The majority of the tunnel drive will be located in the Muddy Creek formation, which consists of late Tertiary sedimentary and volcanic bedrock. As the TBM approaches the area in which the intake structure will be built, it will pass through about 370 meters of red sandstone and about 90 meters of Callville Mesa basalt. “The red sandstone is going to be a challenge, and the basalt is going to be very wet, so that’s a double challenge,” McDonald notes. “Other than that, the Muddy Creek formation will be relatively easy.”

Having a Blast

Perhaps the most unique aspect to the project is the freshwater intake structure, McDonald says, which will be about 300 feet underwater. For the excavation, “We’re using some special blasting techniques that are very rare,” he says. “I don’t know if anybody does it [in construction] – certainly not 300 feet deep.”

Vegas Tunnel Constructors will be performing a shaped charge, an explosive charge shaped to focus the effect of the explosive’s energy. The process is more commonly used to cut and form metal or initiate nuclear weapons. “The difficulty is that it’s 300 feet deep underwater, and we’re trying to do it without divers,” he explains.

A crane situated on a barge will lower a frame into the water with the explosives attached to it. Crews will then set the explosives, pull the frame out and begin detonation. The structure itself is being constructed on a barge at the shoreline and will be floated into position on the lake and then lowered into the excavated hole. About 7,000 cubic yards of concrete will be pumped into the hole to anchor the structure into place.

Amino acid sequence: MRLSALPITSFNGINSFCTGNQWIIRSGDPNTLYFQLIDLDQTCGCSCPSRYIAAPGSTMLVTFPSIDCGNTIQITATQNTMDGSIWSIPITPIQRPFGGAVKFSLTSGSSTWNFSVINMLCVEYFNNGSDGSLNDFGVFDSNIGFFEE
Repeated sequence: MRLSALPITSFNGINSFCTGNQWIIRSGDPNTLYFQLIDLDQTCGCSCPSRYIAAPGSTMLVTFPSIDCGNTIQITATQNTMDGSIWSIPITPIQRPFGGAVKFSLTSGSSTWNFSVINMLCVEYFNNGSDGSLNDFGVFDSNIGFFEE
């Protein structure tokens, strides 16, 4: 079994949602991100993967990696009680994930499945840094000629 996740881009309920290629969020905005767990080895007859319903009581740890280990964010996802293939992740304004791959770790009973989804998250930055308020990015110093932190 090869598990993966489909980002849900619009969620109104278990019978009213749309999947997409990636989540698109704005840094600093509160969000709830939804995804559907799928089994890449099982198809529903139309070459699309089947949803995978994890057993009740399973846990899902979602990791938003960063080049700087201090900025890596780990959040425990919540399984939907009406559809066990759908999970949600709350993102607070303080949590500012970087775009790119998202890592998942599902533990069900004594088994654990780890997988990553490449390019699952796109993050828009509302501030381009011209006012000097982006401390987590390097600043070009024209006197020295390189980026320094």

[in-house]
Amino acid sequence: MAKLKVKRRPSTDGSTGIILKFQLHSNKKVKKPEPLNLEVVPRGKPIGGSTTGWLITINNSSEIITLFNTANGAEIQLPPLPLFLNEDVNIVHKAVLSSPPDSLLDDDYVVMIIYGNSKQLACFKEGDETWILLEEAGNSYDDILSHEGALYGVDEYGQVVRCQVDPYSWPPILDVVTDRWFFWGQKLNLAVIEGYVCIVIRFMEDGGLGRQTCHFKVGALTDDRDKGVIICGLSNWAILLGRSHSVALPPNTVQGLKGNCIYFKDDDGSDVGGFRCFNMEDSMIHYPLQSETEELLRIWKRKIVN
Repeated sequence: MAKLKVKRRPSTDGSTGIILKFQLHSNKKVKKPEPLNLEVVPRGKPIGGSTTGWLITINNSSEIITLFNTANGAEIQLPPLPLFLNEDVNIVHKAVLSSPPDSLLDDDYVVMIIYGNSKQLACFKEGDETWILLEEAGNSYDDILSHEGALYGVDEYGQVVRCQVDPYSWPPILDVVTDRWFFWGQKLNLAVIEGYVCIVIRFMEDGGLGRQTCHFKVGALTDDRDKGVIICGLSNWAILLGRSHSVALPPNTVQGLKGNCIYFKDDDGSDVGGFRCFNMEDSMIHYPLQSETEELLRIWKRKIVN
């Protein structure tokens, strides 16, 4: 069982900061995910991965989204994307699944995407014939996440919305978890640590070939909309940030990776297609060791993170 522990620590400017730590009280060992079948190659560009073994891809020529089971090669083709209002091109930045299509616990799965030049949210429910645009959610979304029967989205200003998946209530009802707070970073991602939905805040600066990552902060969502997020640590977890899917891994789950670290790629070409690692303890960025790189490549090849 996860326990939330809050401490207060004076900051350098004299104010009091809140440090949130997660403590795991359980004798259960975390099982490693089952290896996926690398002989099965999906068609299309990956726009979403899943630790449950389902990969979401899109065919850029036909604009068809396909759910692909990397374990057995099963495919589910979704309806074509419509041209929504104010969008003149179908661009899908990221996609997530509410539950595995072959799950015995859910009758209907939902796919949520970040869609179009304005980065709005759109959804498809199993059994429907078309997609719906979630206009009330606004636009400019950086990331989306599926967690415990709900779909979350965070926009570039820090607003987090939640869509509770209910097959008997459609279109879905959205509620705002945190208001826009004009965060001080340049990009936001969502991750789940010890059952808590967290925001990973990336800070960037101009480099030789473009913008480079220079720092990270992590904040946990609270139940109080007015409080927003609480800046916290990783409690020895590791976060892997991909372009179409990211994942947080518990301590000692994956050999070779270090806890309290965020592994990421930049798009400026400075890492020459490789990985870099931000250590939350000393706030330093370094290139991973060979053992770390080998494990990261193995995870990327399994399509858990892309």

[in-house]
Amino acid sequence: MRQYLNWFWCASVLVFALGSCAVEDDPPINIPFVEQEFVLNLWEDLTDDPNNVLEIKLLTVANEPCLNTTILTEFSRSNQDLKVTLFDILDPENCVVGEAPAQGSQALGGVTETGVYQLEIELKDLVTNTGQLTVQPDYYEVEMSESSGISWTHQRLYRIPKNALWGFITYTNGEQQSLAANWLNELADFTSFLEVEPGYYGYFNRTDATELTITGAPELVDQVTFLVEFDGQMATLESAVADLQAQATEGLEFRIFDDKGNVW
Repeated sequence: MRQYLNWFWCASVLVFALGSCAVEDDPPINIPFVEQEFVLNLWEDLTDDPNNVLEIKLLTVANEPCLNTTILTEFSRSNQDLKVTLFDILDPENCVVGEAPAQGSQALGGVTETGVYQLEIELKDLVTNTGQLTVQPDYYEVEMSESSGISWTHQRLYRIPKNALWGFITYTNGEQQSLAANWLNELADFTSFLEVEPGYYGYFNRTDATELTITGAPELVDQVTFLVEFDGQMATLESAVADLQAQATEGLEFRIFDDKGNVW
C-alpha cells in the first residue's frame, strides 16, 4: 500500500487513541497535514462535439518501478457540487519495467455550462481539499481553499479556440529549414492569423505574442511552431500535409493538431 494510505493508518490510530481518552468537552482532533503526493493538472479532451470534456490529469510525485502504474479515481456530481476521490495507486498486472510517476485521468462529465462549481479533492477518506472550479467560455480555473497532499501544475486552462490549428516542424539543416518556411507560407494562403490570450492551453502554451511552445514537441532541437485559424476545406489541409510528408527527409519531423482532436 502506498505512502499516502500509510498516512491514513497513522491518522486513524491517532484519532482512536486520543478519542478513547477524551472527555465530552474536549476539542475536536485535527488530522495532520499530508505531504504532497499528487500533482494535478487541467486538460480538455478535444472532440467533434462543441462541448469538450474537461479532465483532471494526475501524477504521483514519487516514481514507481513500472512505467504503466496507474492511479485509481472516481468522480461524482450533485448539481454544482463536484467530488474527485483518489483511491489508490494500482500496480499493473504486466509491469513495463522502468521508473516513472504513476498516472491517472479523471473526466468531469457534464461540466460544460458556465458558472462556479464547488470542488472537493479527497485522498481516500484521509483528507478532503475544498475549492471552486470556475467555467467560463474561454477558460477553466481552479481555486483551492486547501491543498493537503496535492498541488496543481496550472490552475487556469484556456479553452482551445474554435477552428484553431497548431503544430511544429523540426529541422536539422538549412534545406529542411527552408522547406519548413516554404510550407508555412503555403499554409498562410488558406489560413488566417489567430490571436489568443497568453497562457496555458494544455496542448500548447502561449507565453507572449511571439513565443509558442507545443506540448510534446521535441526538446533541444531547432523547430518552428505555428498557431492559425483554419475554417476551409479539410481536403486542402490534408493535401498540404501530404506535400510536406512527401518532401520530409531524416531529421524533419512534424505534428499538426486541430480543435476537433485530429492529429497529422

Coincidentally, the only place Vegas Tunnel Constructors might use divers is within the tunnel-boring machine. “It’s a very unique machine,” McDonald emphasizes. “We pressurize the entire face of the machine – the cutter head – and this means you have to change the tools and inspect it under compressed air pressure. So, even though they’re not going to be in the water, the divers will have the same oxygen equipment.”

To survey its progress, Vegas Tunnel Constructors will utilize a remote-operated vehicle capable of shooting video underwater.

Nothing Like It

According to a March 2008 Engineering News-Record article written by Tony Illia, the Lake Mead Intake No. 3 Project is one of several water-related construction projects that the Southern Nevada Water Authority will undertake in an effort to fight a drought that has lowered the water levels of Lake Mead more than 100 feet in the past decade. This is more than half of the lake’s capacity, Engineering News-Record reported.

Created in the 1930s through the damming of the Colorado River, Lake Mead is one of the largest reservoirs in the world and the main source of water for the Las Vegas Valley. According to reports issued by NASA’s Earth Observatory, which monitors the receding water levels of Lake Mead through its Earth-observation satellites, fluctuations in water levels are typical for lakes, but the dry spell in the Southwest will need to end soon for Lake Mead to return to its historically normal elevation. Officials are unsure of how long this could take.